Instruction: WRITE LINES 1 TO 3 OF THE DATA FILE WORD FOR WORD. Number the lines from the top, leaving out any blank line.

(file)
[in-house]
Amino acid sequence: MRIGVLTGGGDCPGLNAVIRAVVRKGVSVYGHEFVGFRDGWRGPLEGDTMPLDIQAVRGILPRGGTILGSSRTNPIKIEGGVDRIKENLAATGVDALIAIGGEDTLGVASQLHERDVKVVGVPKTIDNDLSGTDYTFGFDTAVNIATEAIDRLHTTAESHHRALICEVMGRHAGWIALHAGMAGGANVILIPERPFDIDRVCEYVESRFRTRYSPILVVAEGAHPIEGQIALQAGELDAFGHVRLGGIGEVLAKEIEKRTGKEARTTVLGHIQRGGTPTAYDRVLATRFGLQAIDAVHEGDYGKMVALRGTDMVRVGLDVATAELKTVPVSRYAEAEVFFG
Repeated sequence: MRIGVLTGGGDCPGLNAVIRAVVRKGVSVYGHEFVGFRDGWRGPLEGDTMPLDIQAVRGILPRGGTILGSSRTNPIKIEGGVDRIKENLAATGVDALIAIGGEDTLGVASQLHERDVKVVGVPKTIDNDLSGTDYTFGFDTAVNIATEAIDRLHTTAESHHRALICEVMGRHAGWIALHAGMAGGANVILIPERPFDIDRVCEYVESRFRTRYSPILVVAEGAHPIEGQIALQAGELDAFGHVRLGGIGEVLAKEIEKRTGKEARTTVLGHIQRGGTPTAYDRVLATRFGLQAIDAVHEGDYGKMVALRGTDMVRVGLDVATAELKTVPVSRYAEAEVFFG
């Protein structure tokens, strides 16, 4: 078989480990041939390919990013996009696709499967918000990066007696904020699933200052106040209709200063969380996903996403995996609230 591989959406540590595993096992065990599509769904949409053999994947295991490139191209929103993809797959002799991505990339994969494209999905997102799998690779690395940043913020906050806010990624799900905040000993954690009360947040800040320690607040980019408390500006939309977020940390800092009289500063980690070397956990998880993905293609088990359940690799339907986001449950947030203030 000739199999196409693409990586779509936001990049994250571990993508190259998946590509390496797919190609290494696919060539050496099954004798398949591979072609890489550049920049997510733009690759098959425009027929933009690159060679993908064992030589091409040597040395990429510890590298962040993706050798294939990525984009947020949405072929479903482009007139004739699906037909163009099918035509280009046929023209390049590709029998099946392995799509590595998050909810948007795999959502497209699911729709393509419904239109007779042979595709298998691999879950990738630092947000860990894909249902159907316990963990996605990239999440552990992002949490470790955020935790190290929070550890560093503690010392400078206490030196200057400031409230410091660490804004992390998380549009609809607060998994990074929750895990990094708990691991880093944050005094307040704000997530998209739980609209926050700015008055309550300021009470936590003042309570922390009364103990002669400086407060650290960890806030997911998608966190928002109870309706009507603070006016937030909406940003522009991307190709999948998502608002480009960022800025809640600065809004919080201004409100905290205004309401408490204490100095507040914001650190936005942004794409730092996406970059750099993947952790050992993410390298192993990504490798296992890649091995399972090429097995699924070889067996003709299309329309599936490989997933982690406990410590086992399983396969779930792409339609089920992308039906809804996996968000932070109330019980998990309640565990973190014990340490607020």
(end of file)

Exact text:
[in-house]
Amino acid sequence: MRIGVLTGGGDCPGLNAVIRAVVRKGVSVYGHEFVGFRDGWRGPLEGDTMPLDIQAVRGILPRGGTILGSSRTNPIKIEGGVDRIKENLAATGVDALIAIGGEDTLGVASQLHERDVKVVGVPKTIDNDLSGTDYTFGFDTAVNIATEAIDRLHTTAESHHRALICEVMGRHAGWIALHAGMAGGANVILIPERPFDIDRVCEYVESRFRTRYSPILVVAEGAHPIEGQIALQAGELDAFGHVRLGGIGEVLAKEIEKRTGKEARTTVLGHIQRGGTPTAYDRVLATRFGLQAIDAVHEGDYGKMVALRGTDMVRVGLDVATAELKTVPVSRYAEAEVFFG
Repeated sequence: MRIGVLTGGGDCPGLNAVIRAVVRKGVSVYGHEFVGFRDGWRGPLEGDTMPLDIQAVRGILPRGGTILGSSRTNPIKIEGGVDRIKENLAATGVDALIAIGGEDTLGVASQLHERDVKVVGVPKTIDNDLSGTDYTFGFDTAVNIATEAIDRLHTTAESHHRALICEVMGRHAGWIALHAGMAGGANVILIPERPFDIDRVCEYVESRFRTRYSPILVVAEGAHPIEGQIALQAGELDAFGHVRLGGIGEVLAKEIEKRTGKEARTTVLGHIQRGGTPTAYDRVLATRFGLQAIDAVHEGDYGKMVALRGTDMVRVGLDVATAELKTVPVSRYAEAEVFFG